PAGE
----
- January 28, 2010
- By Robert Marus
MIAMI (ABP) -- Despite crackdowns from the National Football League in recent years that frightened many church leaders into abandoning watch parties for America’s biggest sporting event, experts say churches are free to host viewings of Super Bowl XLIV on Feb. 7 as long as they follow a few NFL guidelines.
“Churches, ministries and other non-profit organizations are free to show the game on large screens in their public facilities without fear of violating copyright laws so long as the church abides by three simple guidelines,” said attorney David Middlebrook of the Texas-based Church Law Group, in a YouTube video.
First, Middlebrook said. “the game must be showed on equipment the church regularly uses in the course of ministry.”
Second, “churches cannot charge admission for the party. The NFL has stated, however, that churches may take up a donation to defray the cost of the event if they desire.”
And, “Finally, to avoid any copyright infringements, churches may want to call their event a ‘big game ‘party rather than a ‘Super Bowl’ party.”
Middlebrook’s firm consults with churches and ministries on legal issues.
Many churches abandoned long-standing traditions of hosting Super Bowl parties out of fear of legal action by the NFL in 2007 and 2008. In 2007 Fall Creek Baptist Church, a Southern Baptist congregation in Indianapolis, received a cease-and-desist letter from NFL officials ordering them to stop a “Super Bowl Bash” party they had planned for about 400 members and guests, who would have watched on the church’s wall-projection TV.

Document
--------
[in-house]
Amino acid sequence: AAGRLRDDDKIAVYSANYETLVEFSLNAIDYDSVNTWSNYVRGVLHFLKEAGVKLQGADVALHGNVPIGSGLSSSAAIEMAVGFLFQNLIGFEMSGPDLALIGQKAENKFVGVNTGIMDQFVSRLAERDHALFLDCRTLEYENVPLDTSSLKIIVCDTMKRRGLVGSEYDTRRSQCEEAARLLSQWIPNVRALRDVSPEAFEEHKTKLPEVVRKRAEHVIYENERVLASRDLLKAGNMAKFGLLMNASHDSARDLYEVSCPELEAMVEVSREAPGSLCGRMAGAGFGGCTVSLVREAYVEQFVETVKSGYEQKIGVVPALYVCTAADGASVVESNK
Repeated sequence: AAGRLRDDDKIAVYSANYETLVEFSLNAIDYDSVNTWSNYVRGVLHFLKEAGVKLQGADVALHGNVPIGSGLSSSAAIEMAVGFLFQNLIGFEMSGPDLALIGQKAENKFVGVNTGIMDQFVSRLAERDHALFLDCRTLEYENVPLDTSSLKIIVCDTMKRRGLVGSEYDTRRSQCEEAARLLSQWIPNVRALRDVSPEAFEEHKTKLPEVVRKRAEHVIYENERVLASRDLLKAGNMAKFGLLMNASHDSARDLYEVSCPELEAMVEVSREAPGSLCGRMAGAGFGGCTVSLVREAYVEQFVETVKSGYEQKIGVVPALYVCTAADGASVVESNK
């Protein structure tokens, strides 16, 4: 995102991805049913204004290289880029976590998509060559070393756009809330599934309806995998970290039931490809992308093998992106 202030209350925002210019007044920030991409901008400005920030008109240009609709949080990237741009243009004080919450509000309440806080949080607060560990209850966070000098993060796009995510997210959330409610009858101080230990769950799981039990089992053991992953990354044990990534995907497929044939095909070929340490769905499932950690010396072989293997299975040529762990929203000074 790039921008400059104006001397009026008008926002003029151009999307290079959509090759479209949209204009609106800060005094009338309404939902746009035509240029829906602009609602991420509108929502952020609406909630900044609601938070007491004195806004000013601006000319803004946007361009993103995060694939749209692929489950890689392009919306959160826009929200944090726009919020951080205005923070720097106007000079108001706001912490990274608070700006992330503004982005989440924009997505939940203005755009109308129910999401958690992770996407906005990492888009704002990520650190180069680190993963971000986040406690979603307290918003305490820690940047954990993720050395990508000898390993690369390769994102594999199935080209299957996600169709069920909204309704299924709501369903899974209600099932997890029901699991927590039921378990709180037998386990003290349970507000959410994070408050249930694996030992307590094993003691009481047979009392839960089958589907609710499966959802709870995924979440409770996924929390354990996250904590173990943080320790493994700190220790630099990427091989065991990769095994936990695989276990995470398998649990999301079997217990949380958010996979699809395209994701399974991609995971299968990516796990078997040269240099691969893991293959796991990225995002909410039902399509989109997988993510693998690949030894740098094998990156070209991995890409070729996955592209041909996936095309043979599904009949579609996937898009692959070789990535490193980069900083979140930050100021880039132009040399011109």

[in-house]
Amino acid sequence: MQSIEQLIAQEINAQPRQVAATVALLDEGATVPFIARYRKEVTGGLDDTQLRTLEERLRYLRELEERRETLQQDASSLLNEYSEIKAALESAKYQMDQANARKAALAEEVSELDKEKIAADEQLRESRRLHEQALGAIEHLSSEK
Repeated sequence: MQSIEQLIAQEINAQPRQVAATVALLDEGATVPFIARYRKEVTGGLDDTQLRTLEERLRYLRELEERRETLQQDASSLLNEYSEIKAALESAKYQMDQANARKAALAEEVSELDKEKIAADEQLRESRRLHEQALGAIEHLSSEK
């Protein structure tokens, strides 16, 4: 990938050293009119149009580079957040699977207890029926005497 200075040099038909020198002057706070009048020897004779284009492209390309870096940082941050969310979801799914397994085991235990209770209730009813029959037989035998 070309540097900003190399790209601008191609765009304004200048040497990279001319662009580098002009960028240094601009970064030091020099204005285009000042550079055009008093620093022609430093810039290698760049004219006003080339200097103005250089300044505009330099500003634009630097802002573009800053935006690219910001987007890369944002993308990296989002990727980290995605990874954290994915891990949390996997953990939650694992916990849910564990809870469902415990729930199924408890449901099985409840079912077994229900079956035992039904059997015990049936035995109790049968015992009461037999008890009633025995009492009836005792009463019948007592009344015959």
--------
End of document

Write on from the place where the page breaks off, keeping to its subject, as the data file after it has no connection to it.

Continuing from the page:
The case received significant publicity, and the NFL initially defended its copyright-infringement policy. But in early 2008, members of Congress threatened to alter copyright law to exempt churches -- sports bars are already exempt -- from provisions prohibiting large-group showings of copyrighted broadcasts.
The NFL then changed its rules to allow churches to show games as long as they followed the guidelines Middlebrook enumerated. According to a press release from the Rutherford Institute, a Virginia-based Christian legal group, church watch parties are kosher as long as a church shows the game on its own regularly used equipment, in buildings it regularly uses for ministry purposes, and doesn’t charge admission.
Holly Hollman, general counsel of the Baptist Joint Committee for Religious Liberty, said her organization sometimes gets question from churches around Super Bowl time about broadcasts, and that Middlebrook's advice is accurate.
Super Bowl XLIV is scheduled to be played Feb. 7 in Miami. The game broadcast begins at 6 p.m. Eastern time on CBS.
--Robert Marus is managing editor and Washington bureau chief for Associated Baptist Press.
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